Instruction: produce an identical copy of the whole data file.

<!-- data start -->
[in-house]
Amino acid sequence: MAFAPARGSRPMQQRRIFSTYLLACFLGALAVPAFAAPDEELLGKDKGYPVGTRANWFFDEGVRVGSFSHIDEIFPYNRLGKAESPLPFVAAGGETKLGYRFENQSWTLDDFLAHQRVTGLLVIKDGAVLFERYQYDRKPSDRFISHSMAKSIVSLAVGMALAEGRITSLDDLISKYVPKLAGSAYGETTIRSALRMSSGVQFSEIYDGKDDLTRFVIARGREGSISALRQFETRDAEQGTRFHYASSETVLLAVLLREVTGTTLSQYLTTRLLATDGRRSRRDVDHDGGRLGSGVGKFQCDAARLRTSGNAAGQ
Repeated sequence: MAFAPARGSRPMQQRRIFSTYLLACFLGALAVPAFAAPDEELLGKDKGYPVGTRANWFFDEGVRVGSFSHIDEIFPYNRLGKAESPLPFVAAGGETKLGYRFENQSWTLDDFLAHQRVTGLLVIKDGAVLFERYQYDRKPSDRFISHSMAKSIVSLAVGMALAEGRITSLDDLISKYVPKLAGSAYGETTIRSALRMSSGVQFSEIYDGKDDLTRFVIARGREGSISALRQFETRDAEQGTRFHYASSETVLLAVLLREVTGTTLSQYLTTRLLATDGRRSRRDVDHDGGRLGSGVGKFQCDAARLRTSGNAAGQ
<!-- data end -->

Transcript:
[in-house]
Amino acid sequence: MAFAPARGSRPMQQRRIFSTYLLACFLGALAVPAFAAPDEELLGKDKGYPVGTRANWFFDEGVRVGSFSHIDEIFPYNRLGKAESPLPFVAAGGETKLGYRFENQSWTLDDFLAHQRVTGLLVIKDGAVLFERYQYDRKPSDRFISHSMAKSIVSLAVGMALAEGRITSLDDLISKYVPKLAGSAYGETTIRSALRMSSGVQFSEIYDGKDDLTRFVIARGREGSISALRQFETRDAEQGTRFHYASSETVLLAVLLREVTGTTLSQYLTTRLLATDGRRSRRDVDHDGGRLGSGVGKFQCDAARLRTSGNAAGQ
Repeated sequence: MAFAPARGSRPMQQRRIFSTYLLACFLGALAVPAFAAPDEELLGKDKGYPVGTRANWFFDEGVRVGSFSHIDEIFPYNRLGKAESPLPFVAAGGETKLGYRFENQSWTLDDFLAHQRVTGLLVIKDGAVLFERYQYDRKPSDRFISHSMAKSIVSLAVGMALAEGRITSLDDLISKYVPKLAGSAYGETTIRSALRMSSGVQFSEIYDGKDDLTRFVIARGREGSISALRQFETRDAEQGTRFHYASSETVLLAVLLREVTGTTLSQYLTTRLLATDGRRSRRDVDHDGGRLGSGVGKFQCDAARLRTSGNAAGQ